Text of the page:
There are two main reasons a developer stops listening to the analyzer:

  1. The analyzer is noisy, stacking issue on top of issue because you insist on having more than one statement per line.
  2. The analyzer says something that is really dumb, so, the developer presumes, the analyzer is dumb. Life is too short to listen to dumb tools.

Unless we tackled both these points we risked having our oh-so-powerful analyzer be perceived like a “the end is nigh” lunatic.


Kill the noise

We don’t want to spam the developer with potentially true but ultimately irrelevant messages. But what is relevant?

We do want to provide value out of the box, so all SonarSource analysers provide a default rule-set, called the “Sonar way” profile, that does represent what it means for us to write good <insert language here> code. This means that we don’t have the luxury of saying “the users will setup the profile with the rules they prefer”, we have to take a stance on which rules are activated by default.

Guess what? Nobody knew that defining what is good JavaScript could be so complicated!

We thus embarked on a deep review of our default “Sonar way” profile to see if we could indeed find a meaningful, useful, common ground. We knew we needed an external point of view and we were very lucky to find a very knowledgeable and critical one: Alexander Kamushkin.

Alexander worked with us for a month and he did an amazing job, if somewhat painful to us, pointing out which rules provided the most value regardless of team culture and idioms, which could become idiom-neutral with some work, and which were by definition optional conventions.

After the first few rounds of discussion he put everything in what we have come to refer to as “Alexander’s Report”, of which this is a very small excerpt:


Of course this was not the end of it, we kept on refining these findings, prioritizing and adding some more all through the development of SonarJS 3.0 and we have more in the pipe for later on.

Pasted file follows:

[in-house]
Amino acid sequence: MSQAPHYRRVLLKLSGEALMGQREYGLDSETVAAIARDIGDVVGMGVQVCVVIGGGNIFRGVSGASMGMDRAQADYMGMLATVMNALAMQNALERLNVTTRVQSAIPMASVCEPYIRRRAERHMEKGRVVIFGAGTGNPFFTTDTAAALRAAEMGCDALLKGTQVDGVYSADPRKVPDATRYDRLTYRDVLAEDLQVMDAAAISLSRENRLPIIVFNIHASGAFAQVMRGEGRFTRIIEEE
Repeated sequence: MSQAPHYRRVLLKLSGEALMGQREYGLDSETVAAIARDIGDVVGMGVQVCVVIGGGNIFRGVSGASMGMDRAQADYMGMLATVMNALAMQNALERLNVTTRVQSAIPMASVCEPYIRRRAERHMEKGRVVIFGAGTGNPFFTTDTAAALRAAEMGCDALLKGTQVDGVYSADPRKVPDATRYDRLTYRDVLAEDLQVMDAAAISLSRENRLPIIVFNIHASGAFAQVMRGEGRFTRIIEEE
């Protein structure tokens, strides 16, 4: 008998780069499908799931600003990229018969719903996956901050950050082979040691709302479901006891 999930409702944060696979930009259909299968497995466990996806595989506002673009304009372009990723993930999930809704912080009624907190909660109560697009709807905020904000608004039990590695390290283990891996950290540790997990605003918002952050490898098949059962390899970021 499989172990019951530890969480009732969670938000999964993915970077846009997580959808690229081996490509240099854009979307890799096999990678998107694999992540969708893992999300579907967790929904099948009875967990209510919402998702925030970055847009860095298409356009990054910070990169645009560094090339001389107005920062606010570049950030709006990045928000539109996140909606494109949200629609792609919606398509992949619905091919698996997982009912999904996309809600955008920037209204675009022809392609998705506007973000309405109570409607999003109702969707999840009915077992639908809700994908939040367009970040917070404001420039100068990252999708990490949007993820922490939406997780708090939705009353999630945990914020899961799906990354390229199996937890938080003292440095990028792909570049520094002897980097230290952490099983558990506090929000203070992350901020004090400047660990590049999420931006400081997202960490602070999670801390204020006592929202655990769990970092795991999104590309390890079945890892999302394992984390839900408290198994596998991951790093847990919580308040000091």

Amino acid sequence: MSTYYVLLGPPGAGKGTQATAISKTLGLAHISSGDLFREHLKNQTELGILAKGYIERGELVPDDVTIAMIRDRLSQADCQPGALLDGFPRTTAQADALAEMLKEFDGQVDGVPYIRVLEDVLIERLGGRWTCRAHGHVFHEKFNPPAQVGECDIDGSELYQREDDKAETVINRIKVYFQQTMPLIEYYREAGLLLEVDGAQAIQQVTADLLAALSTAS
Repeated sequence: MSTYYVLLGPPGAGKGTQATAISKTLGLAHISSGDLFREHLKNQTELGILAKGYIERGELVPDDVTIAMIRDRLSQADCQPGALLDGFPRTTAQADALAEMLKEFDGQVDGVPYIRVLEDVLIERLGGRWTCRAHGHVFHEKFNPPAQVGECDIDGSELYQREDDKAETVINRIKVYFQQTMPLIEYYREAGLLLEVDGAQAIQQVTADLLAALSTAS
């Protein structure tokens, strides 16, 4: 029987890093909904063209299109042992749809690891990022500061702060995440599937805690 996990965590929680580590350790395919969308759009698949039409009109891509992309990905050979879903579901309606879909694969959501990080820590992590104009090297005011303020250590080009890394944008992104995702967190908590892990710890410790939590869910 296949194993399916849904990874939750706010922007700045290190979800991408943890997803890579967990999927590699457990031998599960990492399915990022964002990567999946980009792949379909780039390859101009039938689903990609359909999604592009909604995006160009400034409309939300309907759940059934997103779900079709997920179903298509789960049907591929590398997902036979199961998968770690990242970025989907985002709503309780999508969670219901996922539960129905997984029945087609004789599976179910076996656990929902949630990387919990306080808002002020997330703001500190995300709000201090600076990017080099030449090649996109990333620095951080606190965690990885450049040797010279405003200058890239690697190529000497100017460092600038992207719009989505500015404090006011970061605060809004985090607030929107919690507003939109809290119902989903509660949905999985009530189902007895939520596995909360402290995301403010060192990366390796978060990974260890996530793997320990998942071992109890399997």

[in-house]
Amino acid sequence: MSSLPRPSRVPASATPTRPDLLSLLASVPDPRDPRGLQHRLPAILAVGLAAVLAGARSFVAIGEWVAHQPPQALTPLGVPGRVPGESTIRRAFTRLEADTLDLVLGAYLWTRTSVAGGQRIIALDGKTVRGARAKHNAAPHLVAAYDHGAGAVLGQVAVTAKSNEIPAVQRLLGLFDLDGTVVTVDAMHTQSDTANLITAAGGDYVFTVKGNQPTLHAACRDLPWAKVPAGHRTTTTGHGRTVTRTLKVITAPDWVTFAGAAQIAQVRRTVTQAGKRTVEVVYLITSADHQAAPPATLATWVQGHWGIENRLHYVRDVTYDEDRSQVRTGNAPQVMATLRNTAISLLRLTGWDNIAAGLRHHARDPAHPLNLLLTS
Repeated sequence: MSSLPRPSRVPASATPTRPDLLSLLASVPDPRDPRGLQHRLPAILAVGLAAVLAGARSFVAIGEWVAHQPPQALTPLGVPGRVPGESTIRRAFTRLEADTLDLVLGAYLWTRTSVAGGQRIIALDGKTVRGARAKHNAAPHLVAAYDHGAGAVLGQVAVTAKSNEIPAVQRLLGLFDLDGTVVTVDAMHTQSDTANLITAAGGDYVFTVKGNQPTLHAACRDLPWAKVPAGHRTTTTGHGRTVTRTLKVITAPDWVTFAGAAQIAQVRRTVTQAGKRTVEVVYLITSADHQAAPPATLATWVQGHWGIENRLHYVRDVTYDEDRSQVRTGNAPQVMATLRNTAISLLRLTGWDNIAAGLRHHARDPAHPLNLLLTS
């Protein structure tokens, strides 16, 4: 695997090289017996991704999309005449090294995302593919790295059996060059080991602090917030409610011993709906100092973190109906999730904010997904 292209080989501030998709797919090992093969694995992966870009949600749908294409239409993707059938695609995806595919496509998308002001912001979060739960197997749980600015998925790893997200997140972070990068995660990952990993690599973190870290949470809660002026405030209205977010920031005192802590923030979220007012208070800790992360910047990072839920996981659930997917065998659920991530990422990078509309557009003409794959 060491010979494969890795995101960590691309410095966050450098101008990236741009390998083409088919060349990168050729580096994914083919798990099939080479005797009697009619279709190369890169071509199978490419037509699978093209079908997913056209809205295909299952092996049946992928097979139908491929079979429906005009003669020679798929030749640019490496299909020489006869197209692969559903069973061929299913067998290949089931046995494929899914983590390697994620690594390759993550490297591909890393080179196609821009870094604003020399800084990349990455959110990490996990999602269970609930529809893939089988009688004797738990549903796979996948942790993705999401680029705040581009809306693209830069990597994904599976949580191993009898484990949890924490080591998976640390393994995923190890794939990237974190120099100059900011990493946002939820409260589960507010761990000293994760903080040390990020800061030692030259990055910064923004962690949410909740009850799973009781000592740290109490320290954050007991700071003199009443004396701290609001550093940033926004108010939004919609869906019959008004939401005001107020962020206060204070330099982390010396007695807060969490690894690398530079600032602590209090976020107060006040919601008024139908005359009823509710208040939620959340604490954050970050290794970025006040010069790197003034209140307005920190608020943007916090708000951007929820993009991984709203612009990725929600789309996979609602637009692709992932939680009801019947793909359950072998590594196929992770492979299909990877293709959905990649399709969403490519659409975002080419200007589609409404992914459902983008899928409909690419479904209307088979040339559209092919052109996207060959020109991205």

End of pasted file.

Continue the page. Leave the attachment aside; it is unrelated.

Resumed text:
We improved dozens of rules, splitted rules to separate the unarguable bug-generating cases from maintenance-related cases, added heuristics to kill false-positives, almost no rule previously part of “Sonar way” was left untouched. We also further evolved the data flow engine itself to make sure it was not making assumptions that might lead rules to be overconfident in reporting an issue.

We now feel that the default profile of SonarJS 3.0 is a carefully trimmed set of high-value/low-noise rules useful in almost any JS development context.

We also created a new profile: “Sonar way Recommended”. This profile includes all the rules found in “Sonar way”, plus rules which we have evolved to be high-value/low-noise for JS developments that mandate high code readability and long-term evolution.

Things we learned The issue is in the eye of the beholder

Take for instance one excellent rule: “Dead stores should be removed”. This rule says that if you set a value to a variable and then you set a new value without ever using the previous one you have probably made a mistake.

let x = 3;
x = 10;
alert(“Value : “ + x);